A DIFFERENT BEAT
Volume 17 Number 6
Why Lola is Growing up Rich

01 December 2004

A child’s perspective is often unexpected, occasionally amusing, sometimes challenging.
When my wife, Erica, and I lived in London we had staying with us for a time two Zimbabweans: Dexter, who was very black, and Alec, who was white and blond. Our daughter, Juliet, then about four, asked, ‘Do you know how I tell the difference between Dexter and Alec?’ She answered her own question. ‘Alec wears white trousers.’

My mother was living at the time in Zimbabwe. We had a visitor from that country, a Methodist minister. ‘Why is Arthur black?’ asked Juliet. ‘He comes from Africa,’ said Erica. Juliet’s response, ‘Is Grandma black now?’

A child’s perspective is often unexpected, occasionally amusing, sometimes challenging.

Juliet, now grown-up, has lived for the past 15 years in Los Angeles. On a visit to England last year she watched on TV the guards trooping the colour on the Queen’s birthday. She exclaimed in astonishment at the end, ‘They were all white!’

I saw black and red and gold. I didn’t see white. Nor, I venture to guess, would most other whites in the UK. But it would be obvious to non-whites.

These thoughts came to mind when I considered the findings in July of a survey of racial attitudes in Britain. They show that the UK’s white majority is integrating less with other communities than the non-white population, that 94 per cent of white people have few or no ethnic minority friends, while 47 per cent of non-white people say that most or all of their close friends are white. The findings also show that most white people have no friends who are practising Muslims while 48 per cent of nonwhite people do.

Trevor Phillips, Chair of the UK’s Commission for Racial Equality, commented, ‘When it comes to race and religion this clearly shows that we are dealing with a difference of which most people have no first-hand experience. Therefore it is not surprising that they can be misled about gypsies and Muslims, and it’s not surprising that for no apparent reason they can become hostile and racist.’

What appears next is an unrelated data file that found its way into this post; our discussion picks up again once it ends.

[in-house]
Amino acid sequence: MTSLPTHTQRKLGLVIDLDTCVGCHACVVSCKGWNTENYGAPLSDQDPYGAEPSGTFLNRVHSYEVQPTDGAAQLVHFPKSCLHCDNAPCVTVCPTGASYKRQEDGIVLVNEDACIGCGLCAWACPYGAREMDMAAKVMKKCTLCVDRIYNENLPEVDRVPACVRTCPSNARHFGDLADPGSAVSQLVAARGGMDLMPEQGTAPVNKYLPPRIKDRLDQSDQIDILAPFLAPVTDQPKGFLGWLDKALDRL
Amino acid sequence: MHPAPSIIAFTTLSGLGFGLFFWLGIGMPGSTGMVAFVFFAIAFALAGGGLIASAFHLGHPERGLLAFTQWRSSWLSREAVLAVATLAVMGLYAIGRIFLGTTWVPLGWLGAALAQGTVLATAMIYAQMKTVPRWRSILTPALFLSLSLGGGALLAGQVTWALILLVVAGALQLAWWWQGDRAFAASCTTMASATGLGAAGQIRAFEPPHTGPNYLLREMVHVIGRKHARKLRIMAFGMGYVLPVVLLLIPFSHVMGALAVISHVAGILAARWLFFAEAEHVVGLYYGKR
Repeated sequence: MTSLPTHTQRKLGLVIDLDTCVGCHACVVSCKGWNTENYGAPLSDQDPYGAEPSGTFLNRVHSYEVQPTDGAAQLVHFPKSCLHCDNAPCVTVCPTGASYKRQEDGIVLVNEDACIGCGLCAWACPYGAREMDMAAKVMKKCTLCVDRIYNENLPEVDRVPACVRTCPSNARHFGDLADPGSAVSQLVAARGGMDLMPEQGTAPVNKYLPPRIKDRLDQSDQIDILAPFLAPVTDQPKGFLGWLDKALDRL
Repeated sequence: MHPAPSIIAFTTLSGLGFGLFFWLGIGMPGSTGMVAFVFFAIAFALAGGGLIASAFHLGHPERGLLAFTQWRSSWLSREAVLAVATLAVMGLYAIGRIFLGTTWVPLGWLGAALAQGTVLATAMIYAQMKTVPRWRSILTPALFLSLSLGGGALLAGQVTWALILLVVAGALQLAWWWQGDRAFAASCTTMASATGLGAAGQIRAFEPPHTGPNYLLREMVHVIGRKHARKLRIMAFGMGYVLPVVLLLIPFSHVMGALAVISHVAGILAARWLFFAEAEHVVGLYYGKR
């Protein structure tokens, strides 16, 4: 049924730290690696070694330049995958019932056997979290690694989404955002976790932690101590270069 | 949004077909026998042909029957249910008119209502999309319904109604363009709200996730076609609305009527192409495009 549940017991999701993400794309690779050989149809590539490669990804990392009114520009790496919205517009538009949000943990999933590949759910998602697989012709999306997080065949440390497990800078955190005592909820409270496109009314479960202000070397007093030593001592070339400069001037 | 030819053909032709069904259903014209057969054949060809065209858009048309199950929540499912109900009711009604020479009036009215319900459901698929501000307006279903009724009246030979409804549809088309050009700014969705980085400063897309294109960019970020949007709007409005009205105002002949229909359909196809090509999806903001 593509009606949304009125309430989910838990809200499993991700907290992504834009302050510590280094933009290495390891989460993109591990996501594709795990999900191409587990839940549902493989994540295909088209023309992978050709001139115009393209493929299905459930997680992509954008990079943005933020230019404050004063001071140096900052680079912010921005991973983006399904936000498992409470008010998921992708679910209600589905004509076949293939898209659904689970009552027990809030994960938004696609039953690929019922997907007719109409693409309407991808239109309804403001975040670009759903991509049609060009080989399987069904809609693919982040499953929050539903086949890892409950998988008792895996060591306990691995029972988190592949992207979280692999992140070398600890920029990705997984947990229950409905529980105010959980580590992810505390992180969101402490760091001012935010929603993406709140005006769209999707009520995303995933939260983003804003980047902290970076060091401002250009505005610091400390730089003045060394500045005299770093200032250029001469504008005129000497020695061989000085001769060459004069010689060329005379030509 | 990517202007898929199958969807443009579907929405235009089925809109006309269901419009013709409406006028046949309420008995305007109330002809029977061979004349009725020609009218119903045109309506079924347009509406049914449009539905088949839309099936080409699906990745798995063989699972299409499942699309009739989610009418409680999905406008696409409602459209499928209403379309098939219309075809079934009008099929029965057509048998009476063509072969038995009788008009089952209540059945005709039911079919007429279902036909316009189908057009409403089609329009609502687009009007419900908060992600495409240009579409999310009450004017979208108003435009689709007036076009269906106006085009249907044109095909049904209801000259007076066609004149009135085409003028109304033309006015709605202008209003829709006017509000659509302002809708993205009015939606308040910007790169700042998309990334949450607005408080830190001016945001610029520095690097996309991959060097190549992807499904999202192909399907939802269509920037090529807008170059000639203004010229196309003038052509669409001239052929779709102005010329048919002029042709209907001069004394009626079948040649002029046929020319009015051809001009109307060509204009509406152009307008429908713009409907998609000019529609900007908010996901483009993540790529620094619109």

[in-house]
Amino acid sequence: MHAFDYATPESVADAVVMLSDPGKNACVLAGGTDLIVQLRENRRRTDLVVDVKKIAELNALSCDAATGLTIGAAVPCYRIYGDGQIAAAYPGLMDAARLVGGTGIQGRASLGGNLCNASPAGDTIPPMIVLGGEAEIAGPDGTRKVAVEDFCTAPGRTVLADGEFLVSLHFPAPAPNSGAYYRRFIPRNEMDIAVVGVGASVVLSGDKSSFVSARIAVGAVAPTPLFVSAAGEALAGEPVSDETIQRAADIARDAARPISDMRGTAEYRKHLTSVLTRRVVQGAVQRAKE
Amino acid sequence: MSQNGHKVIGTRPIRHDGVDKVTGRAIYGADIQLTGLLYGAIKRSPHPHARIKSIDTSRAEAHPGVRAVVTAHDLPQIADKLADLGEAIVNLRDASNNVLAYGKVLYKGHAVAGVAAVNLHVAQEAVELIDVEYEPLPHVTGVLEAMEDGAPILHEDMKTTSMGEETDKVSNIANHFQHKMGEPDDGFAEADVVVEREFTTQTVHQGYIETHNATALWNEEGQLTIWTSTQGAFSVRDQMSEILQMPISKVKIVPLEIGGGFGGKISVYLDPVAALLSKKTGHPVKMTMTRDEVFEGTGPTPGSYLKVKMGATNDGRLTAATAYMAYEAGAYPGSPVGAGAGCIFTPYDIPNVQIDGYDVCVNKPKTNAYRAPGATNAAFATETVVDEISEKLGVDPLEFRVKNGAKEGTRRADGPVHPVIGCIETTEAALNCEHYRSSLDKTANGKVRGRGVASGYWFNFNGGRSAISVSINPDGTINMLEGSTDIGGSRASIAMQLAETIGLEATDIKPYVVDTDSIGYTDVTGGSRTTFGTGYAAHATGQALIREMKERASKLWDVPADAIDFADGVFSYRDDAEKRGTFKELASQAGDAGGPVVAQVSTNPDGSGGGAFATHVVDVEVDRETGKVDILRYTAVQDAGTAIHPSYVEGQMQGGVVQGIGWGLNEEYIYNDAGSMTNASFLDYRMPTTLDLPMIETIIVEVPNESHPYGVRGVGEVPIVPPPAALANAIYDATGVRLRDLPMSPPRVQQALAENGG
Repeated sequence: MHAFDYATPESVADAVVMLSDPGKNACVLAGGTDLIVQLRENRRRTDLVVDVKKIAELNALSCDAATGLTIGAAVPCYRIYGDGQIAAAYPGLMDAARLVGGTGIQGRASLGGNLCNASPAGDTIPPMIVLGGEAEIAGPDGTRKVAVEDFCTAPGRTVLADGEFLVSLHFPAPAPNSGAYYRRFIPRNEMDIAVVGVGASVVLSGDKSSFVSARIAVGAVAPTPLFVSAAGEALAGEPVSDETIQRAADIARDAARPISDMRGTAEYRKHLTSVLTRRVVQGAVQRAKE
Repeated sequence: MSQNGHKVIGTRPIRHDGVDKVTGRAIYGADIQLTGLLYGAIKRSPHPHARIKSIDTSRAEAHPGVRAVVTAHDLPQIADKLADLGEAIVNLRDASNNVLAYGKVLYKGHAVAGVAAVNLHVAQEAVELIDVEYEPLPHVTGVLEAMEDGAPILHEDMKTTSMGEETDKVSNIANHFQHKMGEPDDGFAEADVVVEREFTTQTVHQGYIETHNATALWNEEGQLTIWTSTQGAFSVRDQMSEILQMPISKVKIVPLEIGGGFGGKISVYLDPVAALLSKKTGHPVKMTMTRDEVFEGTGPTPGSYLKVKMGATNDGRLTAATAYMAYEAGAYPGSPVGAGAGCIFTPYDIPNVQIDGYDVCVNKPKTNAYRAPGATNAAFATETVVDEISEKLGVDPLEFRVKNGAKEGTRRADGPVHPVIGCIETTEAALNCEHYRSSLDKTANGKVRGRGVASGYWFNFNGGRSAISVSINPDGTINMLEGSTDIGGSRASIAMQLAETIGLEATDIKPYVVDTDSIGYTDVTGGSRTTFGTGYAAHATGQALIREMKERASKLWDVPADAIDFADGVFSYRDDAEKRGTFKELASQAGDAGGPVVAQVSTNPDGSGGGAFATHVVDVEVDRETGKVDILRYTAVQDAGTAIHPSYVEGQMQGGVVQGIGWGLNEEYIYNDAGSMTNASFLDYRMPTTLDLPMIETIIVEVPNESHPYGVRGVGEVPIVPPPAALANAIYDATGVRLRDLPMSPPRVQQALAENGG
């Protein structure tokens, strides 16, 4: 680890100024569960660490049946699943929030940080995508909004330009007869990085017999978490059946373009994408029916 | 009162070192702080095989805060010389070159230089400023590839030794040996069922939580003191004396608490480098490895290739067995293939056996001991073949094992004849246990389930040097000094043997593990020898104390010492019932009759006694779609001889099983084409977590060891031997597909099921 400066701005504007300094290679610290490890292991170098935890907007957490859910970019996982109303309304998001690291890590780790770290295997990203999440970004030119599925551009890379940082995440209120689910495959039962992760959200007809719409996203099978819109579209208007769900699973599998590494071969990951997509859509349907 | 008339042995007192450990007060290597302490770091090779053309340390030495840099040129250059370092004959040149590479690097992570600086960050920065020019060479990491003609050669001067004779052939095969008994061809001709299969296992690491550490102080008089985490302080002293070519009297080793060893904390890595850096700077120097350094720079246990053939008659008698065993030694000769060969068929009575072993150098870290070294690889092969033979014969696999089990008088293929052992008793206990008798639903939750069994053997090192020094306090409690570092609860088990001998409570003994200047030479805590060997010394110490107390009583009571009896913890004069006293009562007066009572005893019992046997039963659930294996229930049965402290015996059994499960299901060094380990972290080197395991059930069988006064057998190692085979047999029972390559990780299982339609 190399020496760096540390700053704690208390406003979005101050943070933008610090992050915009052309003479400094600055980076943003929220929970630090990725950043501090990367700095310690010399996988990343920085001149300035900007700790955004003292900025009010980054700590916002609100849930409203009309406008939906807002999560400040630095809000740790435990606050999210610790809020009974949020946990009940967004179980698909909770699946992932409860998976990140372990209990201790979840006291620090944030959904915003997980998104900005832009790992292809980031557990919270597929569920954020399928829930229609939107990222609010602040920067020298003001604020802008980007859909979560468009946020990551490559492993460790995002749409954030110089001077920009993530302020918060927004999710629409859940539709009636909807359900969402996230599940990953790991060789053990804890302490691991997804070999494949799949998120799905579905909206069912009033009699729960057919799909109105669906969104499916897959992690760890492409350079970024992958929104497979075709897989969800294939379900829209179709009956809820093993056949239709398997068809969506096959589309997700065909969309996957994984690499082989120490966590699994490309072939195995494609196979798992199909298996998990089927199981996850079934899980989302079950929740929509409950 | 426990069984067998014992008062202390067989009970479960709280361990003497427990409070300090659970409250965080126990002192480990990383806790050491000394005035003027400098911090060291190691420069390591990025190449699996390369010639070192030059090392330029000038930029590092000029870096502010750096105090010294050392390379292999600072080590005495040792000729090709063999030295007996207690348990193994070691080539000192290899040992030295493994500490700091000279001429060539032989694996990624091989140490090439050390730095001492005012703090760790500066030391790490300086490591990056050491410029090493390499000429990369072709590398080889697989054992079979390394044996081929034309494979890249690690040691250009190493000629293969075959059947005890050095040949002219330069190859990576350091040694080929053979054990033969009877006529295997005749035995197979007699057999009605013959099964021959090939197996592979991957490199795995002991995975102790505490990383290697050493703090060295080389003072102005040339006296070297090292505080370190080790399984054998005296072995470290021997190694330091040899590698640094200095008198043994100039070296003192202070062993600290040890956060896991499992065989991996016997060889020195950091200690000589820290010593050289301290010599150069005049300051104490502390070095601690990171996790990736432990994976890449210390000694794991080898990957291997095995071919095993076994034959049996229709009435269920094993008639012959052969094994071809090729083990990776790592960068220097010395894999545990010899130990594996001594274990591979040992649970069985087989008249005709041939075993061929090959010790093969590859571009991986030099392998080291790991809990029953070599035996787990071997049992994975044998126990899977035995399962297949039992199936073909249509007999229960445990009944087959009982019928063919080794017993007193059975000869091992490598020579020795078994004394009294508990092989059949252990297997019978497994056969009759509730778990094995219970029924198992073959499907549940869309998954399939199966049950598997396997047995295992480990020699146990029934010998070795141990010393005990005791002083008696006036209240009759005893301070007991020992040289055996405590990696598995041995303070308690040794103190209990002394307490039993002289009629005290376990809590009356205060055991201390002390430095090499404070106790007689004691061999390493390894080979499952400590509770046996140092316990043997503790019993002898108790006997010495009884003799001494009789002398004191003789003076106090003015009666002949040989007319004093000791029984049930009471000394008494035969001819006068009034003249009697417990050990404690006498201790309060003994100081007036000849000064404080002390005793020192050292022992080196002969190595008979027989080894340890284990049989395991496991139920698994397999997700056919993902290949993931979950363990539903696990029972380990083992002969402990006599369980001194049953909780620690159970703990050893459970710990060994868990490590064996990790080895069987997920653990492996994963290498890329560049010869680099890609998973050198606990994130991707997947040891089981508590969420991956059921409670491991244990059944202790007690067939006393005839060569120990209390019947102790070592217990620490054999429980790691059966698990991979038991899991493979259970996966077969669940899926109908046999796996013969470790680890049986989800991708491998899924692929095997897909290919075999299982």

All this made me realize how glad I am that our daughter grew up with children and grown-ups of different races and religions and how enriched my own life has been from the same experience. When my father died 45 years ago a local paper had a headline, ‘Friend of all races dies’.

It is perhaps understandable that here in North Devon, where a non-white face is a rarity, many do not have friends from other races. It is clear, as Phillips said, that their attitudes are often formed not by first-hand contact but by sometimes tendentious reporting. But sadly the change to a multicoloured Britain is often resisted not welcomed. That will take time to overcome. A few more silver Olympic medals by teenage non-white boxers may help!

I was grateful in September to read the results of another poll, commissioned this time by The Times, that makes it clear that Britain’s younger generation are much broader in their attitudes and experience. Eighty one per cent have a close friend who is of a different race or colour than they; 84 per cent say that all races are equally trustworthy; and 88 per cent would be ready to marry someone of a different race.

When we lived in the US, in a predominantly white state, there was a high school near us in the state’s wealthiest community that reflected that racial imbalance. We used to regard the students there as ‘deprived’ as they ran the risk of not being adequately prepared for the world they were entering.

The Timespoll says that the younger the person the more likely they are to have friends from different races or colours. Our baby granddaughter, Lola, is American and is growing up with friends of all races. She is being well prepared for the new world.

Journalist and author Michael Henderson returned to Britain four years ago, after 22 years in the United States. We welcome him back to ‘For A Change’ as a regular columnist.


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